Howard and Spini both said they appreciate how student-centric Butler feels. Not only focused on the outcome and achievements of students, Howard and Spini said they want to continue the Butler culture of honoring and tending to the needs of students.
“It’s the simplicity of how people here really do have a passion for working with students and doing their best,” Howard said. “It’s not just about how we are perceived, but the value of the work that we do and how much we put into it in order to benefit the students, no matter what their backgrounds.”
Assistant director, Efroymson Diversity Center
Unlike Spini and Howard who already had history in Indiana, KaBree Harley credits her recent move to Indiana to her husband, who wanted to be closer to his family. Harley began applying for jobs after the move and said that Butler felt like where she had the most potential to grow both as an individual and a professional.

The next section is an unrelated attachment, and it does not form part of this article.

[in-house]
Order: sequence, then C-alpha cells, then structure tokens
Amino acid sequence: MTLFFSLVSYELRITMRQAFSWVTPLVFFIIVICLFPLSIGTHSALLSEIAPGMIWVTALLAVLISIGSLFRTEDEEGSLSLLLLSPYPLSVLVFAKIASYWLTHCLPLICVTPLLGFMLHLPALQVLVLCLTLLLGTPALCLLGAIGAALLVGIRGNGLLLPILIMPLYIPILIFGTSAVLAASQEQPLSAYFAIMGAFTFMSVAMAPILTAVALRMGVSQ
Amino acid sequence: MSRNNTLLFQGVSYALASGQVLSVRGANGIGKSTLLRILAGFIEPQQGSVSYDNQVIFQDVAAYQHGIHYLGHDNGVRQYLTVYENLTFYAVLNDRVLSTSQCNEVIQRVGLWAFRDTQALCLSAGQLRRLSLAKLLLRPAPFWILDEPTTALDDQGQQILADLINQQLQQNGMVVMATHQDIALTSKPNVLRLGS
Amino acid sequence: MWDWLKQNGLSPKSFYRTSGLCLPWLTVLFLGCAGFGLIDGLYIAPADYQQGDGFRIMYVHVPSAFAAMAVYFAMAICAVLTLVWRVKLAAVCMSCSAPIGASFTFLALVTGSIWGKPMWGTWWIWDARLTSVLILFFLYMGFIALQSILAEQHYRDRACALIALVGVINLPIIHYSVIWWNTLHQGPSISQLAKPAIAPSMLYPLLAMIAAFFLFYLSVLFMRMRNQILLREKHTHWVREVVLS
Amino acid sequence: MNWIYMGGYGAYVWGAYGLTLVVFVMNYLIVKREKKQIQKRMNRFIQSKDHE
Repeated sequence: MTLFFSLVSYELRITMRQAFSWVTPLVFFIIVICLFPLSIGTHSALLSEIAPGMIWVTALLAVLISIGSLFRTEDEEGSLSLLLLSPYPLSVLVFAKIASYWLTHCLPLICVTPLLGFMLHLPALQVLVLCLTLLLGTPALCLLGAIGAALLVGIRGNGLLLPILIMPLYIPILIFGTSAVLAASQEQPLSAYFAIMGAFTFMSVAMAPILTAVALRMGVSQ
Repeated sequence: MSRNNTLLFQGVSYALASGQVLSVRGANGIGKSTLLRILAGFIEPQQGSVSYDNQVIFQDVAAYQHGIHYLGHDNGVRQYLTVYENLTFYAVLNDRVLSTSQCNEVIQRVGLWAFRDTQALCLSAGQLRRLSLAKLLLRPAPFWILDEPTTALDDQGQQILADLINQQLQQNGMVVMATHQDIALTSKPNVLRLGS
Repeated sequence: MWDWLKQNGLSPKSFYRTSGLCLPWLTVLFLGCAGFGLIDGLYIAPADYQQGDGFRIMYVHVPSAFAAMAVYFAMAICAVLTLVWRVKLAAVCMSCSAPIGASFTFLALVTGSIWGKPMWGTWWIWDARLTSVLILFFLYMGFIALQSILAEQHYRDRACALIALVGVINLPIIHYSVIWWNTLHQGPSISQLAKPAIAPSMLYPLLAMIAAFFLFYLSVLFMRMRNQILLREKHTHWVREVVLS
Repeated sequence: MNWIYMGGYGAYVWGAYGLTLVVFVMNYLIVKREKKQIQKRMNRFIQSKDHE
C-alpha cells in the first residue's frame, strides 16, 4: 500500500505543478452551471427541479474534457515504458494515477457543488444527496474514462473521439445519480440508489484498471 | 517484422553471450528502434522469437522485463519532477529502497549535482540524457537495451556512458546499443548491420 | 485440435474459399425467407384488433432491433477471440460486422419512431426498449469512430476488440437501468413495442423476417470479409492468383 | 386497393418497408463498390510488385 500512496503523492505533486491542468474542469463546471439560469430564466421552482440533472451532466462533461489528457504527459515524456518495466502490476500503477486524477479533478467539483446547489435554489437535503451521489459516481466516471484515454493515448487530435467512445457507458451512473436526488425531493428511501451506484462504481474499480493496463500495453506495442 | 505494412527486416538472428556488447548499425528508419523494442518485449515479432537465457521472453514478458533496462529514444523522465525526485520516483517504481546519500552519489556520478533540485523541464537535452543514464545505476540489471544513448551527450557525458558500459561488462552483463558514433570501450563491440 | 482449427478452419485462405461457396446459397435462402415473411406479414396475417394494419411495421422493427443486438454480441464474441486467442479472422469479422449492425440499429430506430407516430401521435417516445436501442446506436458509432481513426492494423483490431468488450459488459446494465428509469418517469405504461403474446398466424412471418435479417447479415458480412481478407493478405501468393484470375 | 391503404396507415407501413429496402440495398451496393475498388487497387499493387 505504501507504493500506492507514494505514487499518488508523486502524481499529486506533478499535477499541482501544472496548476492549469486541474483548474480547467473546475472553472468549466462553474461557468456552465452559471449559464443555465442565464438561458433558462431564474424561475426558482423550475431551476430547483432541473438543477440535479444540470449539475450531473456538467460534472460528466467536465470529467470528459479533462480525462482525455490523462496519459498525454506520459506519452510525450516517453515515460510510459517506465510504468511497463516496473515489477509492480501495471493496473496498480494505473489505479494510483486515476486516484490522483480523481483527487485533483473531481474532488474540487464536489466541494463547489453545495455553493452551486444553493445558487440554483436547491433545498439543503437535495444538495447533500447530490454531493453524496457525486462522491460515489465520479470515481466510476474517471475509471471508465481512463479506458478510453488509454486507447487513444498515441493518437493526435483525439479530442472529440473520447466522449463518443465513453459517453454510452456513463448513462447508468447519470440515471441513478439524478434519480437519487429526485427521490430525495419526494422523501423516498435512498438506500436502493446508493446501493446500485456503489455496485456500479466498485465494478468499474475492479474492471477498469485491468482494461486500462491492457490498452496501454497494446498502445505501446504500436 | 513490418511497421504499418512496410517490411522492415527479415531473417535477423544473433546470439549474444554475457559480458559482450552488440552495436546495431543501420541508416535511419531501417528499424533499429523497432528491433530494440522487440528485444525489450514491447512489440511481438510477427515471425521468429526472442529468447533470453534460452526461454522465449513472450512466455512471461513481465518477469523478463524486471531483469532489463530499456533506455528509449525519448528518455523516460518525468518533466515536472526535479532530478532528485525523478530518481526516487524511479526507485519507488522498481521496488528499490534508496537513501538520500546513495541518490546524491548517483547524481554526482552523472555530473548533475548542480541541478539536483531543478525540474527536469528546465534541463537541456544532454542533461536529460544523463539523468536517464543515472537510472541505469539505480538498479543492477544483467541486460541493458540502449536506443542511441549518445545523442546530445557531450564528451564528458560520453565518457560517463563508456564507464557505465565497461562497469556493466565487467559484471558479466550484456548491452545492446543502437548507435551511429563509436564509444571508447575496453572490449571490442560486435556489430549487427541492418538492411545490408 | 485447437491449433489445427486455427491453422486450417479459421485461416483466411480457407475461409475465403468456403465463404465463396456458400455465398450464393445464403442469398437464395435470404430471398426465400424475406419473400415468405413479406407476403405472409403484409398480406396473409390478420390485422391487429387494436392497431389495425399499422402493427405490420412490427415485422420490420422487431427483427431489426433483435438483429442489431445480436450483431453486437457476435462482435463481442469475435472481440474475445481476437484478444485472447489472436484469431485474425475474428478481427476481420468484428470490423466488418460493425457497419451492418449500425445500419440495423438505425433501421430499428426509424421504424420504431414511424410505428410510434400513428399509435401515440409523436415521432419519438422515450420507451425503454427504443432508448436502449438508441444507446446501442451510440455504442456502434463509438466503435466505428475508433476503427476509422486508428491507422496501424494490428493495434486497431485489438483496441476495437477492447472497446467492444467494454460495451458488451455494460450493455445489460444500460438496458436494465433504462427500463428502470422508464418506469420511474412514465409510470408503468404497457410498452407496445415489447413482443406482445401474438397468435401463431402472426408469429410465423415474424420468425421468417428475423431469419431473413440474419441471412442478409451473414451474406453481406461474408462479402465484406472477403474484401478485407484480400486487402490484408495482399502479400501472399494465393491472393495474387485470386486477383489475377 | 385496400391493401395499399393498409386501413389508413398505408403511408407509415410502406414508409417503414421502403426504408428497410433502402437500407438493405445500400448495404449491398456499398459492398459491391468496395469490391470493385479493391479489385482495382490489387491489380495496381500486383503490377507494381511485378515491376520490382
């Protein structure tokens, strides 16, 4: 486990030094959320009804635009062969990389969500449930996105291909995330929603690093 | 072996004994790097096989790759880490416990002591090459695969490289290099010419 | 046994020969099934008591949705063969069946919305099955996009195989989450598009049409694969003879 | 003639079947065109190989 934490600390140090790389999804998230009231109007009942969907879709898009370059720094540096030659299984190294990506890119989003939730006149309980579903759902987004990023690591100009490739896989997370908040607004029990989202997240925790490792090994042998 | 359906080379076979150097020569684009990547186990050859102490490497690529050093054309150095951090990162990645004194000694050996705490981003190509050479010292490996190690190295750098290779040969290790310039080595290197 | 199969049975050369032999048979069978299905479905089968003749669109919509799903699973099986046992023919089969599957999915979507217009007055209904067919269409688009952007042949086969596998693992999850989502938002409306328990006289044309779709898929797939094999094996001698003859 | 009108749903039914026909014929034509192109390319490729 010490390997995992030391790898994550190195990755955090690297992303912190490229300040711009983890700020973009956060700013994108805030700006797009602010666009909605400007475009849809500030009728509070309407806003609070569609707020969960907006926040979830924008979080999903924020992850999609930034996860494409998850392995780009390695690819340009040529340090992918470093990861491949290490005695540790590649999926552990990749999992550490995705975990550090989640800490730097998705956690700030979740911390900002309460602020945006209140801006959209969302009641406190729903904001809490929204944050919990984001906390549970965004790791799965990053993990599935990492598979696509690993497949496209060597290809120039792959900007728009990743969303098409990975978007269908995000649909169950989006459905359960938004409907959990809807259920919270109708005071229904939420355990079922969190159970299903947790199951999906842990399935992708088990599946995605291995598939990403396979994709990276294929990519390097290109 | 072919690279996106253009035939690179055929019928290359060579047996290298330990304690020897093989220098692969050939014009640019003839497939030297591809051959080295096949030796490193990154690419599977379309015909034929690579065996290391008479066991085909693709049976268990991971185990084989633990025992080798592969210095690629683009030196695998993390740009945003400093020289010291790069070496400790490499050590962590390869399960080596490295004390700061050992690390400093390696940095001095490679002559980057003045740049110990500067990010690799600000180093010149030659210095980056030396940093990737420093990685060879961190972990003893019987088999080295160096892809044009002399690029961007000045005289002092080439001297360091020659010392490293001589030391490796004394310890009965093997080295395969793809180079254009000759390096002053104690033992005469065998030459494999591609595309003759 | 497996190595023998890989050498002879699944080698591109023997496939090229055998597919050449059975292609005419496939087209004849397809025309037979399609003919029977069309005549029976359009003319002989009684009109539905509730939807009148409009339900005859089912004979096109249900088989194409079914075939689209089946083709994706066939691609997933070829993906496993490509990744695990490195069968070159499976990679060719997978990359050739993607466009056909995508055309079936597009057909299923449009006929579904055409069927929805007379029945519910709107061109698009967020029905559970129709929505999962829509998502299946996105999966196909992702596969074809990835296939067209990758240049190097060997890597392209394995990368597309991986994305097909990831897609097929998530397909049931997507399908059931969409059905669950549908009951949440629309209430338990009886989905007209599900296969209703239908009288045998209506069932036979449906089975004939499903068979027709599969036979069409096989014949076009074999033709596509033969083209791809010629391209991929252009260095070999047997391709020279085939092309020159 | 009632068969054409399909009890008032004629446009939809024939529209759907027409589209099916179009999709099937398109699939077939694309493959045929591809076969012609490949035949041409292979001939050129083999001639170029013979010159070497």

“I like the fact that the student voice [is] present,” Harley said. “Butler seemed to be a place where students were able to articulate exactly what they wanted exactly what they needed … and as a student affairs professional that is really all you can ask for and hope for when entering a new institution.”
Harley described having a longtime passion for empowering and advocating for under-represented communities. Harley said she saw and loved early on how Butler not only has a mission of creating space for all students, but provides its faculty and staff with the resources in order to make that a reality.